Last week, our faculty teamed up with the HASS department and we observed each other. See this post for details. One of the pedagogies that really caught my eye as I observed my colleague was something called a walkthrough. Mr McMillan took an event from history and asked his students to walk in the steps of the different people involved in the event.
How the Walk Through Works:
- Students get a long piece of paper (i used old wallpaper and asked them to write on the back) and draw around 4-6 footsteps.
- They are given the event in history and asked to write what the steps were that the person took on the inside of the footprints they have drawn
- On the outside of the footprint, they write what they think the person was feeling or thinking as these events took place
- One student walks and reads what in the inside of the footprint as they go. Another reads what’s on the outside
The task is completed in small groups.
I liked how this placed the students in the “character” of the people involved in the historical events and I wanted to see how I could use this same pedagogy or tool with my year 9 students. They’ve been struggling to empathize with Macbeth’s choices and, in this lesson, I wanted them to explore the different pressures and influences that are on him as he makes the decision to kill Duncan.
This lesson was lesson 6 in the unit and will be followed by exploration of how we could direct the scene. Here is my lessson plan for today. You can see from it, that I have divided the students into 5 groups and that there are different kinds of viewpoints being explored here. The idea being that they can identify how language can reveal many different themes. Next lesson, we’ll explore how staging can influence and really highlight those themes.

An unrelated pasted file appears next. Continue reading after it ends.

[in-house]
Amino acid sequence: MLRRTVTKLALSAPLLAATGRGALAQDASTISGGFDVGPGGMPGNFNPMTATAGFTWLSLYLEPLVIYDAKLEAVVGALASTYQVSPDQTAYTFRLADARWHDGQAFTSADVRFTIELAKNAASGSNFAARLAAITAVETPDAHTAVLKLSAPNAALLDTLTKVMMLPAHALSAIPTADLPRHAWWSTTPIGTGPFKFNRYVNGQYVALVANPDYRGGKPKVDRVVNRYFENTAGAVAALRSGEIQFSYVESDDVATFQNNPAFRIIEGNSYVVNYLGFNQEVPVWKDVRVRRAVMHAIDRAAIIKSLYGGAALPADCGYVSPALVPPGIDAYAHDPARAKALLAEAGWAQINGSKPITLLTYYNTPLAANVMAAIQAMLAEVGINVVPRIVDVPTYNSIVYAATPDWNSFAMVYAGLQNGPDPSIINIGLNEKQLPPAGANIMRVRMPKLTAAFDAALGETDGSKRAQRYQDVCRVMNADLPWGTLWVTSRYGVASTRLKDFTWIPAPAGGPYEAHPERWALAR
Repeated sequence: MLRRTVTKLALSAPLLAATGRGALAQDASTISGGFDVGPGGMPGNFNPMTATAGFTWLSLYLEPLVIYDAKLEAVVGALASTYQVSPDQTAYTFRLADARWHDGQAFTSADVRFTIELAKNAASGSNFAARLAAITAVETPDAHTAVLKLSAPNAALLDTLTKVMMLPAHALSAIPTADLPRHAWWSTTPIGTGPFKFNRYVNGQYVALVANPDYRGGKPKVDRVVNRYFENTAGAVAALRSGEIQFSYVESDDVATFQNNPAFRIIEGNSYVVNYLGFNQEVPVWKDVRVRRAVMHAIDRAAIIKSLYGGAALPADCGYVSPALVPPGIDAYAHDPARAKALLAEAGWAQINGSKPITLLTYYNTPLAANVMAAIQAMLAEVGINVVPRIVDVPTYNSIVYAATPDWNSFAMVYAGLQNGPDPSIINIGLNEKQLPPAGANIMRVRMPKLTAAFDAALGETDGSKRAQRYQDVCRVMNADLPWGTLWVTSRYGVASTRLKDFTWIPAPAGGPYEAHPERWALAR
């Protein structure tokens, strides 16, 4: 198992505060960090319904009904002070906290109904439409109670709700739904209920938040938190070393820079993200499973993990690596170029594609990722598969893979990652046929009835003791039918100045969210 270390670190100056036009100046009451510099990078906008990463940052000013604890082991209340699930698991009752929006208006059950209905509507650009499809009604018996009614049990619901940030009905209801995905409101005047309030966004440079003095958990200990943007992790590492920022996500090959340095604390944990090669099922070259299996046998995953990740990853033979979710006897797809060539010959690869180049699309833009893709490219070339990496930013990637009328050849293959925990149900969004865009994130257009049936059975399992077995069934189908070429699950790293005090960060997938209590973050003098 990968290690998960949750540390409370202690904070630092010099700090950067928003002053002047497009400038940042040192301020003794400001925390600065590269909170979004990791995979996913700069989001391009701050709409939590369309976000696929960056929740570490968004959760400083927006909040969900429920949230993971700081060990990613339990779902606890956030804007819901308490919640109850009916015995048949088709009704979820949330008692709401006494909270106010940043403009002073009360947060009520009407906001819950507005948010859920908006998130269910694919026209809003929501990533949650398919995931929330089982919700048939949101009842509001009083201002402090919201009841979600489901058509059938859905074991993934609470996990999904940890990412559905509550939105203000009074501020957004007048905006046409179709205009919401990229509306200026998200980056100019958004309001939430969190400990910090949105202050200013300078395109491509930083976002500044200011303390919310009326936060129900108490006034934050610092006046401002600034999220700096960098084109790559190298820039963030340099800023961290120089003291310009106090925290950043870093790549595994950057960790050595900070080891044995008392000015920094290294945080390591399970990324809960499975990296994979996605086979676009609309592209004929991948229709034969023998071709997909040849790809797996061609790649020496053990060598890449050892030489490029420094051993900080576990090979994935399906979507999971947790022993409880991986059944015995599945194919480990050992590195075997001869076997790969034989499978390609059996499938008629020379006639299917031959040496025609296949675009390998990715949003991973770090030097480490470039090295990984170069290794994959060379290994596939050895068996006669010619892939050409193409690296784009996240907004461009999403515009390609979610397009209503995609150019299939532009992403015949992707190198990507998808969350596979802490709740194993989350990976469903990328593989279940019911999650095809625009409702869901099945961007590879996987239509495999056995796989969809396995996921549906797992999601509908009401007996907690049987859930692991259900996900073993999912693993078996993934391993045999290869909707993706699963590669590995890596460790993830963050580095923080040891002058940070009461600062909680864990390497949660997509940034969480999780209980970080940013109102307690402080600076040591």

How the students went
The students took well to the task. The presentation part, where student walked through the same extract of the scene with different themes as a focus created some amazingly detailed conversation around inference and language. The strategy i used, the walk through, enabled them to bring the knowledge they had shown on character from last week’s lesson and use it in this new and challenging process. By having them hear different perspectives (from the different groups) students were experiencing, first hand how words can mean many things and be perceived in different ways.
As a part of a unit in which we are exploring performance of Macbeth, this activity added an extra opportunity to explore how meaning doesn’t stop with words. Students certainly walked away with questions about how they might use lighting, sound and other staging features to bring this message forward. The level of understanding is so great, infact, that with one group, I plan to change the task up and ask them to contradict the lighting with the view point and experiment with juxtaposition for effect. I think they will find this extra challenge really engaging